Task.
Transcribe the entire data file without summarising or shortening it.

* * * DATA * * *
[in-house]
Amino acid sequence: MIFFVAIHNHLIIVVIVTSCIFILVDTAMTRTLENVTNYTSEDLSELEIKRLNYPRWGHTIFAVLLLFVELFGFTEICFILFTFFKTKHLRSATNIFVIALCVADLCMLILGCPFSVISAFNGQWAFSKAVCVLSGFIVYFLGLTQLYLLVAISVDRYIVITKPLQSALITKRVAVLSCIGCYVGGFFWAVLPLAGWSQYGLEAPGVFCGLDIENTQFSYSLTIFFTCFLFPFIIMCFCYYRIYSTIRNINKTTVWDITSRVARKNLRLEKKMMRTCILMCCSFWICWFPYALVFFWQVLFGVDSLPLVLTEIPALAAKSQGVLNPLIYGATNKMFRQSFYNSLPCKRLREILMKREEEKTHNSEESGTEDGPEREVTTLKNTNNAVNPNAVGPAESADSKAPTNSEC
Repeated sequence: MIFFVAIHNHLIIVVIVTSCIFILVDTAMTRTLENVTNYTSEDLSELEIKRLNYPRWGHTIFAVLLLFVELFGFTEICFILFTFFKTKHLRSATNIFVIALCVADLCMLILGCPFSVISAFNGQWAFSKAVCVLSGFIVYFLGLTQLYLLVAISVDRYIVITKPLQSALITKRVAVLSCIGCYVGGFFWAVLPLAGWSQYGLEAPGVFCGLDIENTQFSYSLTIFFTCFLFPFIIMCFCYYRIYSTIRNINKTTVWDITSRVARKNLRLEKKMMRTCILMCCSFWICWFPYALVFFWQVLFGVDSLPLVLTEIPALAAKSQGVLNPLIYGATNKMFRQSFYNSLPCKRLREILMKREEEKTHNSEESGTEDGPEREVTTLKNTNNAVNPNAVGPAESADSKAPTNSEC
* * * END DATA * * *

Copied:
[in-house]
Amino acid sequence: MIFFVAIHNHLIIVVIVTSCIFILVDTAMTRTLENVTNYTSEDLSELEIKRLNYPRWGHTIFAVLLLFVELFGFTEICFILFTFFKTKHLRSATNIFVIALCVADLCMLILGCPFSVISAFNGQWAFSKAVCVLSGFIVYFLGLTQLYLLVAISVDRYIVITKPLQSALITKRVAVLSCIGCYVGGFFWAVLPLAGWSQYGLEAPGVFCGLDIENTQFSYSLTIFFTCFLFPFIIMCFCYYRIYSTIRNINKTTVWDITSRVARKNLRLEKKMMRTCILMCCSFWICWFPYALVFFWQVLFGVDSLPLVLTEIPALAAKSQGVLNPLIYGATNKMFRQSFYNSLPCKRLREILMKREEEKTHNSEESGTEDGPEREVTTLKNTNNAVNPNAVGPAESADSKAPTNSEC
Repeated sequence: MIFFVAIHNHLIIVVIVTSCIFILVDTAMTRTLENVTNYTSEDLSELEIKRLNYPRWGHTIFAVLLLFVELFGFTEICFILFTFFKTKHLRSATNIFVIALCVADLCMLILGCPFSVISAFNGQWAFSKAVCVLSGFIVYFLGLTQLYLLVAISVDRYIVITKPLQSALITKRVAVLSCIGCYVGGFFWAVLPLAGWSQYGLEAPGVFCGLDIENTQFSYSLTIFFTCFLFPFIIMCFCYYRIYSTIRNINKTTVWDITSRVARKNLRLEKKMMRTCILMCCSFWICWFPYALVFFWQVLFGVDSLPLVLTEIPALAAKSQGVLNPLIYGATNKMFRQSFYNSLPCKRLREILMKREEEKTHNSEESGTEDGPEREVTTLKNTNNAVNPNAVGPAESADSKAPTNSEC